June 10, 2016

NATO Membership Study Published in Finland: The Nordic Duo Should Stay Together

Joining the North Atlantic Alliance would mean fundamental changes in Finland’s foreign and security policy

A four-person panel commissioned by the Finnish government to assess the effects of eventual Finnish membership of NATO has completed its work. Its central finding is that, whether in or out of NATO, Finland and Sweden should stick together.
Ever since the occupation of the Crimea and the war in eastern Ukraine, a part of the Finnish political elite has been living in a strange state of denial.
It is generally accepted that in the Crimea and Ukraine Russia has violated international law and broken the Helsinki Final Act. It is also accepted that, as an EU member, Finland should follow the sanctions regime agreed in Brussels. But does this mean that Finland should also draw some new conclusions over its bilateral relations with Russia? No.

Why an expert opinion?

This is probably why the Finnish government wanted to have an independent expert assessment on the most delicate and difficult question in the nation’s foreign and security policy. It is probably also the reason that the four-person panel did not contain a single representative of the Finnish political elite.
Instead, two foreigners were invited: a Frenchman, François Heisbourg, and a Swede, Mats Bergqvist, both known and widely respected experts on foreign affairs. The panel was completed by two Finns: a former ambassador, René Nyberg, and the director of the Finnish Institute of International Affairs, Teija Tiilikainen.
When receiving the panel’s report of some 60 pages, Finnish foreign minister Timo Soini appeared to be very satisfied and thanked the group for a job well done. But when the politicians got hold of the paper, the first comments were not promising.

“There is Nothing New”

Their persistent battle cry was immediately raised: There is nothing new in the document, we have known all of this all the time; there is nothing in it to make us change our minds. Those who had commissioned the report claimed it proved that “the official Finnish line has been correct all along”.
In fact, there are a lot of new elements in the report. And if it proves anything, it testifies to the fact that the public debate in Finland on NATO membership has so far been very amateurish: strong emotions have replaced facts, baseless assumptions have replaced serious study, and certainty of opinions has hidden lack of knowledge.

Extending the Mandate

The panel was not tasked with voicing a preference for or against NATO membership. Nor was it requested to provide a pros-and-cons, balance-sheet approach. The task was simply to try to provide an evaluation of the potential effects of membership in the most clinical manner possible. The final conclusions would be drawn by the Finnish government when a comprehensive report on foreign and security policy is ready later in the year.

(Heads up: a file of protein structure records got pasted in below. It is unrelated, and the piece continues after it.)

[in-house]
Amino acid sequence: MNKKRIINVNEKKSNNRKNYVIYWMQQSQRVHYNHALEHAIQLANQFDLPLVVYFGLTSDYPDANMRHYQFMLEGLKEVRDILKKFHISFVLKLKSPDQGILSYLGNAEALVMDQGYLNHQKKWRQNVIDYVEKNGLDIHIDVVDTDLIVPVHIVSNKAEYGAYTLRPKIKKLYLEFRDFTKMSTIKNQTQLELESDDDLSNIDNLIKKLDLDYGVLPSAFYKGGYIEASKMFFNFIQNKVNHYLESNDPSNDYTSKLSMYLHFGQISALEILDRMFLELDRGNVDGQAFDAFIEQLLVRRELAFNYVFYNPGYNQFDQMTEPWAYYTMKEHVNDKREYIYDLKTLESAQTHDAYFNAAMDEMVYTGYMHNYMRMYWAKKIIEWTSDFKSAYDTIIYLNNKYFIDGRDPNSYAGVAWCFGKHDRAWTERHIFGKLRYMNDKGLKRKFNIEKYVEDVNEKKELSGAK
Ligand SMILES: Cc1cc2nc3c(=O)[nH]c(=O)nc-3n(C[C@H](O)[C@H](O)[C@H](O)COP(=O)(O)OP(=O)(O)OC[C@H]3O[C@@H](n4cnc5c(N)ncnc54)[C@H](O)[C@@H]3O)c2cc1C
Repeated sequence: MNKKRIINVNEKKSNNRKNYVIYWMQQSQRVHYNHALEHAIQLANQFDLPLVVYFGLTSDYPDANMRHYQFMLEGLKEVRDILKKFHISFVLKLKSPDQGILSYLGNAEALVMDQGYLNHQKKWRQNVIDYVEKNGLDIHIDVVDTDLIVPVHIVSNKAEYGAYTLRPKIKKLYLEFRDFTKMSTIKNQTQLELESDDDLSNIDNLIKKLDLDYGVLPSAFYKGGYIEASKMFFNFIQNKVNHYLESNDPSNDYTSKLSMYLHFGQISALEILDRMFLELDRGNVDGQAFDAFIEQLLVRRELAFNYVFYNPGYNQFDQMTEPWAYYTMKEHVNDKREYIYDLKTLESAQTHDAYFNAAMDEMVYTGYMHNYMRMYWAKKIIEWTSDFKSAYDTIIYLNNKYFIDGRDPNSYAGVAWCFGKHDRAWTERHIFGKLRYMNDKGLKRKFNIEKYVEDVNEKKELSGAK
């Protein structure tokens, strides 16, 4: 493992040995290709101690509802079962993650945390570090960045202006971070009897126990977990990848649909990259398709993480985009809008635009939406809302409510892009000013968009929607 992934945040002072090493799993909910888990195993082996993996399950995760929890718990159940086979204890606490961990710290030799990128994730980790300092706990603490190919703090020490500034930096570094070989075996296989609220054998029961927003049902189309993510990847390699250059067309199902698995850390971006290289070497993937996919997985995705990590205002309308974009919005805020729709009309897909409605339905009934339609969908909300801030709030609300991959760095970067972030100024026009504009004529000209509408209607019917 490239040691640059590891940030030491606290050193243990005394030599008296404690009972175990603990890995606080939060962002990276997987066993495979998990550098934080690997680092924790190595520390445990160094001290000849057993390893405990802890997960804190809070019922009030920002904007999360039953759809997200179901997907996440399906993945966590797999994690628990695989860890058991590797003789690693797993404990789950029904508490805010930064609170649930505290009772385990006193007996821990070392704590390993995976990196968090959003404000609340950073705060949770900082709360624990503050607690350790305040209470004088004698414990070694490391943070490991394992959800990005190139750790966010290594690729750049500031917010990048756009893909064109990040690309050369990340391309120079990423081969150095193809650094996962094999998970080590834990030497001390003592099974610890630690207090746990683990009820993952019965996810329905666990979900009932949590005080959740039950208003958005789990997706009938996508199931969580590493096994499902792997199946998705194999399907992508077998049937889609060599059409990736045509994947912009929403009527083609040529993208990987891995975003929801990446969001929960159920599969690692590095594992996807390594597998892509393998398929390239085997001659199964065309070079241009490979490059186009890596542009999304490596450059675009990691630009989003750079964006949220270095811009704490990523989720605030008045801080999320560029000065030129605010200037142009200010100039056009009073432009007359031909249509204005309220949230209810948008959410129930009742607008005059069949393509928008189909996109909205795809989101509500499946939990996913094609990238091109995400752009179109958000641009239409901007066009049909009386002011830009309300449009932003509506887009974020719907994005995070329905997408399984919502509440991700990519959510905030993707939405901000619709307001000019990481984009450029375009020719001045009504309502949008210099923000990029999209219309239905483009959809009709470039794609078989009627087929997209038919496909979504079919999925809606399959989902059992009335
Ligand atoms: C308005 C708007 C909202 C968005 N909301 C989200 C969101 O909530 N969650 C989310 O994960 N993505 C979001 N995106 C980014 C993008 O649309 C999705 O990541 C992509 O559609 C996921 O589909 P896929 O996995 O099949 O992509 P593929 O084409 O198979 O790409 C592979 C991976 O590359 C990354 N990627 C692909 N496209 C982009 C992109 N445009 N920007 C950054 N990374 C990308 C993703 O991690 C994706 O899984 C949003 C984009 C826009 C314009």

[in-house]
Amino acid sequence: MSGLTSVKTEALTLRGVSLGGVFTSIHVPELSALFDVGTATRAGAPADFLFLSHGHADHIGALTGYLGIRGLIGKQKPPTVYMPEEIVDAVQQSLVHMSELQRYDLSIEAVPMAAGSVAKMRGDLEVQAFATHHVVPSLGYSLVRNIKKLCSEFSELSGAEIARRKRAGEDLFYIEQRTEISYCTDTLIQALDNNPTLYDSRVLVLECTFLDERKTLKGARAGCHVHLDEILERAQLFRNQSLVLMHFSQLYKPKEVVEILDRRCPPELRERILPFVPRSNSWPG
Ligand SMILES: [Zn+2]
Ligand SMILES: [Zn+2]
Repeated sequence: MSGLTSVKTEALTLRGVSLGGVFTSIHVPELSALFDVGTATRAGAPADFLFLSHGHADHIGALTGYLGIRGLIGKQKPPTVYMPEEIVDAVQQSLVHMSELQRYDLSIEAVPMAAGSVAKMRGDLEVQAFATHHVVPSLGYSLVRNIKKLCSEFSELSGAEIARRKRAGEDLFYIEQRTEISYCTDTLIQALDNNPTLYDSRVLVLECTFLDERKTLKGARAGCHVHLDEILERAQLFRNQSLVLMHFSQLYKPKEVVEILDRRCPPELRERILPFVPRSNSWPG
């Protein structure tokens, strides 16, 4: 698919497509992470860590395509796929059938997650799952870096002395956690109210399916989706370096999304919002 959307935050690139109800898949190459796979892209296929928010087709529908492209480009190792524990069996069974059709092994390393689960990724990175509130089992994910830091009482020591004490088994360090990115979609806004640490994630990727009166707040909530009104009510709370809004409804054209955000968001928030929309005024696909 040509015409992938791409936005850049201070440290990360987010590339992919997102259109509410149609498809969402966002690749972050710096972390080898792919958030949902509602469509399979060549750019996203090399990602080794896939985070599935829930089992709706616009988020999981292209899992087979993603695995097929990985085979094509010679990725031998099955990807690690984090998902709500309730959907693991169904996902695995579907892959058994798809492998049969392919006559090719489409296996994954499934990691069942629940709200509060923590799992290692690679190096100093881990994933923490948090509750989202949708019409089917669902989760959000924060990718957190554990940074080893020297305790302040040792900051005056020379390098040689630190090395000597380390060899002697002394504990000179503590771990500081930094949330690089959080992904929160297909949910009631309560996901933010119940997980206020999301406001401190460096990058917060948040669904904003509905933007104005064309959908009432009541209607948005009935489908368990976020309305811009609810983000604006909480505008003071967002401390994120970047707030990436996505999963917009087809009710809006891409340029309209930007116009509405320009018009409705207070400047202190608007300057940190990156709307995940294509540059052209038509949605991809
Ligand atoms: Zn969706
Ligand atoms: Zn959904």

The panel adhered to a strict interpretation of its mandate, with one substantive exception. It became immediately apparent that the choices made by Finland and Sweden (or vice versa) to join or not to join NATO, separately or together, could lead to different effects for the security and defence of Finland. Thus, the group decided on its own initiative to extend its analysis to include a hypothesis whereby Sweden joined NATO but Finland did not, since this would change the regional strategic and military status quo for Finland.

Back to the Balance of Power?

The longest chapter in the document deals with the changing strategic environment. It is divided into two parts: one on Russia and one on the state of the collective security frameworks in Europe.
The report states clearly that Russia, as a dynamic and unsatisfied power—a country ruled by man, not by law—has instigated significant negative changes in Europe. Its policy is ambiguous and it even takes pride in a decision-making process that is as inscrutable and unpredictable as possible. Furthermore, Russia’s ability to make strategic decisions quickly and to implement them militarily and politically with great speed and agility sets Russia apart from the tsarist Empire or the USSR.
In Europe the vision of cooperative security has faded in relation to greater Russian assertiveness and power politics. The model of international order promoted by Russia is based on the balance of power between the main actors consolidating their right to spheres of interest. Russia’s non-recognition of the established system of norms and confidence-building measures has increased distrust. As a consequence, political confrontation and military tension have increased, including within the Baltic Sea region. With the growing risk of military accidents and the escalation of military activities, the security of Finland is seen to have become vulnerable.

Securing the North

At the same time, it is of strategic significance for Finland and Sweden that the southern coast of the Gulf of Finland and the eastern coast of the Baltic Sea remain free. It is therefore in both countries’ interests that the security of the Baltic States be enhanced through adequate military means.
From NATO’s standpoint, joint membership of Finland and Sweden (or indeed of Sweden alone) would be convenient. Circumventing the anti-access/area denial (A2AD) challenges posed by the Russian enclave of Kaliningrad and support for the defence of the Baltic States would presumably transit Sweden. It is taken for granted by the panel that, in the event of a serious crisis or military conflict, Finland and Sweden would become involved.
In the light of the changed Russian posture and military activity, Sweden is rebuilding its territorial defence. The Finnish defence posture remains a policy of deterrence by denial. Another result of the changed military environment following the occupation of the Crimea is the unprecedented undertaking to jointly deepen Finnish and Swedish defence efforts including preparations for military cooperation in crisis conditions.

Mapping Out Alternatives

The assessors have done a great job by mapping out in detail the meaning of NATO membership. They describe both the Alliance’s basic purpose and options for full membership. The extension of the panel’s mandate made it possible to study logically all four possible alternatives open to the two countries:
● Both Finland and Sweden stay outside the Alliance
● Finnish Alleingang: only Finland joins NATO
● Swedish Alleingang: only Sweden joins NATO
● Both countries join NATO